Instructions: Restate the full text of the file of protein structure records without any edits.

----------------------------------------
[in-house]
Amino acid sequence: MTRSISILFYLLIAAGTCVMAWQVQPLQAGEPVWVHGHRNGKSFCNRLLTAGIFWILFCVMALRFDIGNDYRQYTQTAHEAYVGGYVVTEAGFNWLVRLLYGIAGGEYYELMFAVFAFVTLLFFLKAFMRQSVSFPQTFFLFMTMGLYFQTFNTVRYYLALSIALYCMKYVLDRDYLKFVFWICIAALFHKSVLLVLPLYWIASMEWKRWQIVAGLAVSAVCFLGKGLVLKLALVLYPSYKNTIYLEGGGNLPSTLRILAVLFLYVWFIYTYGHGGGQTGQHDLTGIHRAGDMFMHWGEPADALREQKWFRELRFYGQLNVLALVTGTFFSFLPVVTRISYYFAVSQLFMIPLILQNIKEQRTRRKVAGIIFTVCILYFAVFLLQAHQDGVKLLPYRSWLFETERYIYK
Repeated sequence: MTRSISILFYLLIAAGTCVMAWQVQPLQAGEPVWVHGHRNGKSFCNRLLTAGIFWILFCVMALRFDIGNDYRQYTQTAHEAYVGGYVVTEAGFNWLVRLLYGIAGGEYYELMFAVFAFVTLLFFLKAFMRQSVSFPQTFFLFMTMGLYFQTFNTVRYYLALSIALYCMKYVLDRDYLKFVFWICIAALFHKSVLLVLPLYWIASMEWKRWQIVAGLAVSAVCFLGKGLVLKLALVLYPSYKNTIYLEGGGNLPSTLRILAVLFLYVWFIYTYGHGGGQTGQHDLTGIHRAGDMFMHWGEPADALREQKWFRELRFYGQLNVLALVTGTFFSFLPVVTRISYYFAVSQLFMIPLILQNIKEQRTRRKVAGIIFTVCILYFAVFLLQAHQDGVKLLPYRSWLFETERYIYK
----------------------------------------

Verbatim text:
[in-house]
Amino acid sequence: MTRSISILFYLLIAAGTCVMAWQVQPLQAGEPVWVHGHRNGKSFCNRLLTAGIFWILFCVMALRFDIGNDYRQYTQTAHEAYVGGYVVTEAGFNWLVRLLYGIAGGEYYELMFAVFAFVTLLFFLKAFMRQSVSFPQTFFLFMTMGLYFQTFNTVRYYLALSIALYCMKYVLDRDYLKFVFWICIAALFHKSVLLVLPLYWIASMEWKRWQIVAGLAVSAVCFLGKGLVLKLALVLYPSYKNTIYLEGGGNLPSTLRILAVLFLYVWFIYTYGHGGGQTGQHDLTGIHRAGDMFMHWGEPADALREQKWFRELRFYGQLNVLALVTGTFFSFLPVVTRISYYFAVSQLFMIPLILQNIKEQRTRRKVAGIIFTVCILYFAVFLLQAHQDGVKLLPYRSWLFETERYIYK
Repeated sequence: MTRSISILFYLLIAAGTCVMAWQVQPLQAGEPVWVHGHRNGKSFCNRLLTAGIFWILFCVMALRFDIGNDYRQYTQTAHEAYVGGYVVTEAGFNWLVRLLYGIAGGEYYELMFAVFAFVTLLFFLKAFMRQSVSFPQTFFLFMTMGLYFQTFNTVRYYLALSIALYCMKYVLDRDYLKFVFWICIAALFHKSVLLVLPLYWIASMEWKRWQIVAGLAVSAVCFLGKGLVLKLALVLYPSYKNTIYLEGGGNLPSTLRILAVLFLYVWFIYTYGHGGGQTGQHDLTGIHRAGDMFMHWGEPADALREQKWFRELRFYGQLNVLALVTGTFFSFLPVVTRISYYFAVSQLFMIPLILQNIKEQRTRRKVAGIIFTVCILYFAVFLLQAHQDGVKLLPYRSWLFETERYIYK